A Song of Silver Wood
Tales were often spoken about Silver Wood, but no one dared venture there for they were a haunted, evil place. The day that Fardell carried Leesa’s dying body into Silver Wood, the villagers tried to stop him. The spirits were not to be trusted, they told him, and would not save her. The illness that ravaged her body was beyond Marleck’s abilities, but Fardell’s grief blinded him to the truth.
“You go with no blessing from me,” Marleck warned Fardell as he stood at the edge of the woods. She glared at him with her blank eyes as though the old blind woman could see him. “When Banus calls his children back, we must let them go.”
Fardell looked down at the pale face of his love within his arms, tears filling his eyes. “Aye, but if he wants this child then he must fight me for her!”
Reaching out a bony hand, she clutched Fardell’s arm before he could enter the woods. “Nothing can be done for her. The sickness has spread too far. What do you hope to gain from the spirits of Silver Wood?”
Fardell shrugged her arm away. “I will force them to cure her! And if I die in the attempt, then at least I will be with Leesa.” With a final glance around at the terrified villagers who lined the edge of the woods, he entered. As the days passed, people knew the woods had claimed another. No one spoke of Fardell, except as a warning to those who would dare enter the woods. Then nearly a year later, Leesa returned from Silver Wood. She came alone.
The summer evening was drawing to dusk, yet the heat of the day was still heavy in the air. Hayle was returning from the hills, a freshly killed deer around his neck. His arrow was still embedded directly through the deer’s heart and he was particularly happy at his skill with a bow. Now a man of eighteen, he was expected to bring meat back to the village and he knew his father, had he still lived, would have been proud of the kill.
“You are the only man of our family,” his father had said upon his deathbed ten years ago. “You have to take care of your mother and sisters.” He called for Hayle’s mother to bring his bow and she had obliged with tears streaming down her face. Hayle had never seen his mother cry before and he looked away, unsure how he should react. His father took the bow from her and held it out for Hayle. “My bow will serve you well. Practice with it and you will be the greatest hunter in the village.” He coughed and spluttered, blood dribbling from his mouth.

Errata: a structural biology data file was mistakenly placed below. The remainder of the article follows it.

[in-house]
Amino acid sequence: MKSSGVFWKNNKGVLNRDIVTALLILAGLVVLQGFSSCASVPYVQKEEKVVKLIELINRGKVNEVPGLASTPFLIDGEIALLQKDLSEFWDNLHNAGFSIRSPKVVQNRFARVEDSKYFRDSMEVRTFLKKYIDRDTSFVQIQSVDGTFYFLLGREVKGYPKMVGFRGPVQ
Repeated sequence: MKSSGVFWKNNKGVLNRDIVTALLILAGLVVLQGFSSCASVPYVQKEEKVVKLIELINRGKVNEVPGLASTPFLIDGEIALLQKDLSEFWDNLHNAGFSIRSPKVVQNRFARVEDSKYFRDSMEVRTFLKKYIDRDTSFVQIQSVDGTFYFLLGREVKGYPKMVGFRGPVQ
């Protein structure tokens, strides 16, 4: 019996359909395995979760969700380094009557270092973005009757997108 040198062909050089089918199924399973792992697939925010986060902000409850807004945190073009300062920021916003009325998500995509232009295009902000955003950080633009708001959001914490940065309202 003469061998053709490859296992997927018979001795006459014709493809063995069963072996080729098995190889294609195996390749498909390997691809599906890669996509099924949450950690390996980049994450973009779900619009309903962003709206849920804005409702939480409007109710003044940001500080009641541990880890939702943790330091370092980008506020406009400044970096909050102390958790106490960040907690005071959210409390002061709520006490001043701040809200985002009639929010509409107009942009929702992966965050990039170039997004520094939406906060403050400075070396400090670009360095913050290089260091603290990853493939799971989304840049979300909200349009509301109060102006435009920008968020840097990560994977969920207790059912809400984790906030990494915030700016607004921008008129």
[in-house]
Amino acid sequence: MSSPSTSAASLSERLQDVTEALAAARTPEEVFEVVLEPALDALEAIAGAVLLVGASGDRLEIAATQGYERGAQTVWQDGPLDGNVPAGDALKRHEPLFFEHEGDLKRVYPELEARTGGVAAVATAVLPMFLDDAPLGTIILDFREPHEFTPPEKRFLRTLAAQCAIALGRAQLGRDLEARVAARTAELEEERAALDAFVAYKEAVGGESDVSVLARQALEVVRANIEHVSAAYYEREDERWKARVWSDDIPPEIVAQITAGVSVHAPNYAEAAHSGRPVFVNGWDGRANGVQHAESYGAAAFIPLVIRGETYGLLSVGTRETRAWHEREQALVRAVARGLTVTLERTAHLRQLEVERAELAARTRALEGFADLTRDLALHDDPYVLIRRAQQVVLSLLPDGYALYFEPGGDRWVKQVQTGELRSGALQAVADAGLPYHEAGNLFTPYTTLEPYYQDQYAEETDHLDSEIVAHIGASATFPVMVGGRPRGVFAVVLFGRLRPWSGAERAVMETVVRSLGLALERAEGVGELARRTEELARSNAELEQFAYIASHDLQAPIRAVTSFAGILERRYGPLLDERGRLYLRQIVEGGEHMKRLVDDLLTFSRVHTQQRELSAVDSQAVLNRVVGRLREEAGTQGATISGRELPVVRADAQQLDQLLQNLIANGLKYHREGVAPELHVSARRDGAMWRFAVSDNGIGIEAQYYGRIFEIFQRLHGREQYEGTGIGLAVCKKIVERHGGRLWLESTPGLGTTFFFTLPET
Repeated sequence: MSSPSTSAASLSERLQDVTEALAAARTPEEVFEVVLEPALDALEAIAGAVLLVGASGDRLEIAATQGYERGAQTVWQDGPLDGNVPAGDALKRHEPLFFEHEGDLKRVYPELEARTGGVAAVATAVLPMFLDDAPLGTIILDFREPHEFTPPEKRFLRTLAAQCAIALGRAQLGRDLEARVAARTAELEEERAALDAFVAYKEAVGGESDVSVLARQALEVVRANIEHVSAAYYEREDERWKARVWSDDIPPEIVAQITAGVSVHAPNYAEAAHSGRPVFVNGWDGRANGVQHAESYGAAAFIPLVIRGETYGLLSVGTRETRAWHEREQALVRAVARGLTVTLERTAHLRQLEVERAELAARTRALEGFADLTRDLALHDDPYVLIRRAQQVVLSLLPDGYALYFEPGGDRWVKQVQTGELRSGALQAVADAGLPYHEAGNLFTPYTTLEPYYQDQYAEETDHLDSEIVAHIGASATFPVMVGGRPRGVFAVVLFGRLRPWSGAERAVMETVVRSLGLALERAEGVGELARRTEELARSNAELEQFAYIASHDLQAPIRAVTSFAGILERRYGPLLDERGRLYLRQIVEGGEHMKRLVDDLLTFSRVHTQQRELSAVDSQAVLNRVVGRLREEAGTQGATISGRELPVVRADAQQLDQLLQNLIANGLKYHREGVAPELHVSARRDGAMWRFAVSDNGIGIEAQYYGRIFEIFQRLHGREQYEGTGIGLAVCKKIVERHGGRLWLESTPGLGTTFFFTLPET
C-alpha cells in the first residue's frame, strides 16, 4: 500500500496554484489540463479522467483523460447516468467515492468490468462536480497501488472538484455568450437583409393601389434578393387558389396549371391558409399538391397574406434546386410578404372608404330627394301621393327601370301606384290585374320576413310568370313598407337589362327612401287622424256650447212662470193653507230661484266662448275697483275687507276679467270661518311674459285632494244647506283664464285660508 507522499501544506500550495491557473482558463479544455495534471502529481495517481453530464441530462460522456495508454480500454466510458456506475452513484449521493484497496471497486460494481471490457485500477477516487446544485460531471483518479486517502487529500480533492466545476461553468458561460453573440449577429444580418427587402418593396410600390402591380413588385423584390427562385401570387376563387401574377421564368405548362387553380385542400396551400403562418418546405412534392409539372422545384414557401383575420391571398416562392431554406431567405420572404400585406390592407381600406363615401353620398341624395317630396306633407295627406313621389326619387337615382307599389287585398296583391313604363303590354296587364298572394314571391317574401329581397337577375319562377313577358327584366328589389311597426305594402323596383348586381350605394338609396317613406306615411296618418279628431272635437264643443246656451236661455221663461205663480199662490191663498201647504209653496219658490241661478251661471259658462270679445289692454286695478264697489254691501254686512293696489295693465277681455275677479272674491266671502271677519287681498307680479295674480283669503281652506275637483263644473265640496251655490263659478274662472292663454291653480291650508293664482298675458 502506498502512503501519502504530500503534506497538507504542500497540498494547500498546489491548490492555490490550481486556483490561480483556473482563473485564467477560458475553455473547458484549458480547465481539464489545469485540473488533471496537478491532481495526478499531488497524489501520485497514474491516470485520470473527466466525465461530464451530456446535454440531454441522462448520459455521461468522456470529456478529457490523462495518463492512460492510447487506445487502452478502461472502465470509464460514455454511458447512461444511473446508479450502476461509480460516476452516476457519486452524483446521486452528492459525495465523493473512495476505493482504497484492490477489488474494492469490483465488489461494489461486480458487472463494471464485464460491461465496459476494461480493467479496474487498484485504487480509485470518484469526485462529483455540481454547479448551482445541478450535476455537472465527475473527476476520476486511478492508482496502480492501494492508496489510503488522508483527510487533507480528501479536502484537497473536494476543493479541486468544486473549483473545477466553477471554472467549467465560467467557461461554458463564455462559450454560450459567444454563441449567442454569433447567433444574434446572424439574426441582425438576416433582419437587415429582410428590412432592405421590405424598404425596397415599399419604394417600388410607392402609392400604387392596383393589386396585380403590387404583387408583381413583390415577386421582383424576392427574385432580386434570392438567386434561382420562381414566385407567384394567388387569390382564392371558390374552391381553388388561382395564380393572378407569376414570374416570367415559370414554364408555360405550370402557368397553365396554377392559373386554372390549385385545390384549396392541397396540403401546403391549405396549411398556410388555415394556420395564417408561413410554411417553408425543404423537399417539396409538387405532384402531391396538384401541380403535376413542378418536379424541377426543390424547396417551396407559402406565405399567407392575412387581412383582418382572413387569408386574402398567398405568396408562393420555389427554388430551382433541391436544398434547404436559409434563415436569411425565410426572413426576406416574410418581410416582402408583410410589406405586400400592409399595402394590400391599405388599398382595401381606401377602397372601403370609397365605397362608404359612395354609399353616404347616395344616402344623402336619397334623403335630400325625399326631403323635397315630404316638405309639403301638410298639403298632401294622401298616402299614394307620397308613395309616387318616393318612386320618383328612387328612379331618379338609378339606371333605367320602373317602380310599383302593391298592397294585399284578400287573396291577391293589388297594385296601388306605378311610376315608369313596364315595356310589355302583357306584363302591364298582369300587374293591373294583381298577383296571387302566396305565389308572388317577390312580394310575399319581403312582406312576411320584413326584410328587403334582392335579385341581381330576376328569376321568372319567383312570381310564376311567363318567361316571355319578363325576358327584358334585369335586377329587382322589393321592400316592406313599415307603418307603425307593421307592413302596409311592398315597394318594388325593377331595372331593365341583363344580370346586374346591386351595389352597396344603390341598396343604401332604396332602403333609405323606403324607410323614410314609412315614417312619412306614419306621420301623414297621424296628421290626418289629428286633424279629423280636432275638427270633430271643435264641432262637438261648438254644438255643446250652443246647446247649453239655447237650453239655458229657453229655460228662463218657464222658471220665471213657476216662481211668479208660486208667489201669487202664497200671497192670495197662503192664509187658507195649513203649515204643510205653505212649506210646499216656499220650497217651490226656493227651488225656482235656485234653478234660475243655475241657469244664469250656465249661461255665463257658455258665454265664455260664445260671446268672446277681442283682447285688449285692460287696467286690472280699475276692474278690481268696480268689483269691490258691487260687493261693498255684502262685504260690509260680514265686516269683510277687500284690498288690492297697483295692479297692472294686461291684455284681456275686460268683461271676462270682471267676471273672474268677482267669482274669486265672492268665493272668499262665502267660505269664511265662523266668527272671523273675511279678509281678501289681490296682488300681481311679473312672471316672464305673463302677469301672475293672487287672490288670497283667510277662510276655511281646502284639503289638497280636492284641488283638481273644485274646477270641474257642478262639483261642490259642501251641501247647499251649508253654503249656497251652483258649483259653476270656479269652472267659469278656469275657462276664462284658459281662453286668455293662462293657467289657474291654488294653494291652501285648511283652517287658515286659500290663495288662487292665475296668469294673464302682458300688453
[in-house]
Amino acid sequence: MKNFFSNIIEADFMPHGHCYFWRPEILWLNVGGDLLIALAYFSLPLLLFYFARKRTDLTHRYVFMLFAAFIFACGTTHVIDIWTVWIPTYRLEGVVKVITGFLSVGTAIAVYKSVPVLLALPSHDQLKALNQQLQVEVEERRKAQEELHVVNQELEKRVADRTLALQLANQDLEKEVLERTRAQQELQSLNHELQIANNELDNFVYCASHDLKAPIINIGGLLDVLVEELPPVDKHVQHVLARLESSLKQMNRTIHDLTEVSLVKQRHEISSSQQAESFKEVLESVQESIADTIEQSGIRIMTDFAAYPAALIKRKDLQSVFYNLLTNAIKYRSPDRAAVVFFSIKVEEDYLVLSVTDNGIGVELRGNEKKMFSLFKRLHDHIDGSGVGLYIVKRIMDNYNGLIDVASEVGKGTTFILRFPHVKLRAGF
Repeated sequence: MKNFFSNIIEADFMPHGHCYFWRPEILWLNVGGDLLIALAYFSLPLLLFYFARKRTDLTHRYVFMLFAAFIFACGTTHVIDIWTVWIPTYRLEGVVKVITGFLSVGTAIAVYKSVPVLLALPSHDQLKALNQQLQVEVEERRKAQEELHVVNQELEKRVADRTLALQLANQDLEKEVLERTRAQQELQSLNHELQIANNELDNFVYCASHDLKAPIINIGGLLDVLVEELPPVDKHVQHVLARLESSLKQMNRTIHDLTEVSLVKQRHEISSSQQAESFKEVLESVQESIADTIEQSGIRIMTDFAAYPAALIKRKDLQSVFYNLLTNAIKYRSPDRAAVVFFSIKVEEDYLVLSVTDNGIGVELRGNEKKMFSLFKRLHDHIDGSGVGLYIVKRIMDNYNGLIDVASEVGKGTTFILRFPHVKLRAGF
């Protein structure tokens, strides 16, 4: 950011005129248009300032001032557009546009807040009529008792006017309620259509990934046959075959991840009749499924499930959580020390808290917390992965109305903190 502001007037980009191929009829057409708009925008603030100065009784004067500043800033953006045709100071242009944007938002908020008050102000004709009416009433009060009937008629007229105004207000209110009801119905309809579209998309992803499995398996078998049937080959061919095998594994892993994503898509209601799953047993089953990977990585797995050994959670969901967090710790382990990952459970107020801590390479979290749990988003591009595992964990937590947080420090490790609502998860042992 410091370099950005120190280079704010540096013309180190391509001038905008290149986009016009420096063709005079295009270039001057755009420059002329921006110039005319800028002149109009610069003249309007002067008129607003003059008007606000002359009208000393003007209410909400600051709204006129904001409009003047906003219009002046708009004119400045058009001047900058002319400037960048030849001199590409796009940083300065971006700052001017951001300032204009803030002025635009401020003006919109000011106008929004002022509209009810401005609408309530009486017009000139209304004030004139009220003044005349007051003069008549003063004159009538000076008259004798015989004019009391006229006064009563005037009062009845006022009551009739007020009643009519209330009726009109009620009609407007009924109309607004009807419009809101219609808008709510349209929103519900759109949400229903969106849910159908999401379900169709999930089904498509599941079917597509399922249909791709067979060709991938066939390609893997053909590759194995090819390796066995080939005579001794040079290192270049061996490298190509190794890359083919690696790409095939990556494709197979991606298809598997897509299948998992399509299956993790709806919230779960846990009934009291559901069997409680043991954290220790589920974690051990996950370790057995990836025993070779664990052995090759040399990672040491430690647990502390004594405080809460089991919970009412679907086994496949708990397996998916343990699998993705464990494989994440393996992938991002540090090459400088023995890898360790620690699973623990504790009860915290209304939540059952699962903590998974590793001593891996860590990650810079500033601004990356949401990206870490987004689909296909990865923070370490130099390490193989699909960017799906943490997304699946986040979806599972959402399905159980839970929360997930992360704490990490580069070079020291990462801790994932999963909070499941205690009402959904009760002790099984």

Hayle took the bow and stared at it in his hands. Down the smooth curving length, Marleck had carved ancient symbols of power. They tingled at his touch and he was sure they glowed faintly for a moment. “I will not fail you, father.”
His father died a moment later. They sent him to fetch Marleck so she could bless him on his final journey. He remembered banging on her door nervously, always scared of the old witch. She had mumbled her curses for being woken from a sleep, but gathered her herbs and followed Hayle back to his hut. Back then she could still see and she stopped Hayle before entering the hut. With a toothless smile of compassion, she said, “His spirit will always watch over you, young Hayle.” She looked at the bow he clutched tightly to his chest. “I remember marking that bow for him when he was just a young boy. It is a fine bow.”
Upset turned to sudden anger. He snapped at Marleck, “It did not stop him dying!”
Marleck smiled and shook her head. “There are some things magic cannot prevent and your father’s time was at hand. He now goes to the great hunting grounds in the sky.”